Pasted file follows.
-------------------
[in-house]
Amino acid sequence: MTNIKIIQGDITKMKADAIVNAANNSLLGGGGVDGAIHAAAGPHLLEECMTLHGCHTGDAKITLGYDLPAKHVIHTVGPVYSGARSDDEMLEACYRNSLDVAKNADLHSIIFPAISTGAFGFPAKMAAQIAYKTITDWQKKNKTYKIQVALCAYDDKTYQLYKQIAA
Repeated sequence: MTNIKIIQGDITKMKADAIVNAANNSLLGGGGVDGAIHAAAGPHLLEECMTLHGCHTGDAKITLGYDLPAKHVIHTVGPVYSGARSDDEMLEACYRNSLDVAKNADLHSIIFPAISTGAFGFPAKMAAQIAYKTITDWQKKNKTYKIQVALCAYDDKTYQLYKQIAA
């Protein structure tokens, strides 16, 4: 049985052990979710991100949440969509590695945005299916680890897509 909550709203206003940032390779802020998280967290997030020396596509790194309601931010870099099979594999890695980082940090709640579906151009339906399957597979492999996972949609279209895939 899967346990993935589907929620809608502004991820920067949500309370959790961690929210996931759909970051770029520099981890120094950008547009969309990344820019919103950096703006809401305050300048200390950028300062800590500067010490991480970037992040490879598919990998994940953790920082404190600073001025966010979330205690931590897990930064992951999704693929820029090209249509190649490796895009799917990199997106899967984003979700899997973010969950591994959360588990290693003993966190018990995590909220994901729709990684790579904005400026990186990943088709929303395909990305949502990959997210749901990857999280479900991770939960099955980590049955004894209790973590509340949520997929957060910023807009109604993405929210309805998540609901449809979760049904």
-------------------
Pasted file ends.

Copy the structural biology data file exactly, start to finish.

[in-house]
Amino acid sequence: MTNIKIIQGDITKMKADAIVNAANNSLLGGGGVDGAIHAAAGPHLLEECMTLHGCHTGDAKITLGYDLPAKHVIHTVGPVYSGARSDDEMLEACYRNSLDVAKNADLHSIIFPAISTGAFGFPAKMAAQIAYKTITDWQKKNKTYKIQVALCAYDDKTYQLYKQIAA
Repeated sequence: MTNIKIIQGDITKMKADAIVNAANNSLLGGGGVDGAIHAAAGPHLLEECMTLHGCHTGDAKITLGYDLPAKHVIHTVGPVYSGARSDDEMLEACYRNSLDVAKNADLHSIIFPAISTGAFGFPAKMAAQIAYKTITDWQKKNKTYKIQVALCAYDDKTYQLYKQIAA
């Protein structure tokens, strides 16, 4: 049985052990979710991100949440969509590695945005299916680890897509 909550709203206003940032390779802020998280967290997030020396596509790194309601931010870099099979594999890695980082940090709640579906151009339906399957597979492999996972949609279209895939 899967346990993935589907929620809608502004991820920067949500309370959790961690929210996931759909970051770029520099981890120094950008547009969309990344820019919103950096703006809401305050300048200390950028300062800590500067010490991480970037992040490879598919990998994940953790920082404190600073001025966010979330205690931590897990930064992951999704693929820029090209249509190649490796895009799917990199997106899967984003979700899997973010969950591994959360588990290693003993966190018990995590909220994901729709990684790579904005400026990186990943088709929303395909990305949502990959997210749901990857999280479900991770939960099955980590049955004894209790973590509340949520997929957060910023807009109604993405929210309805998540609901449809979760049904």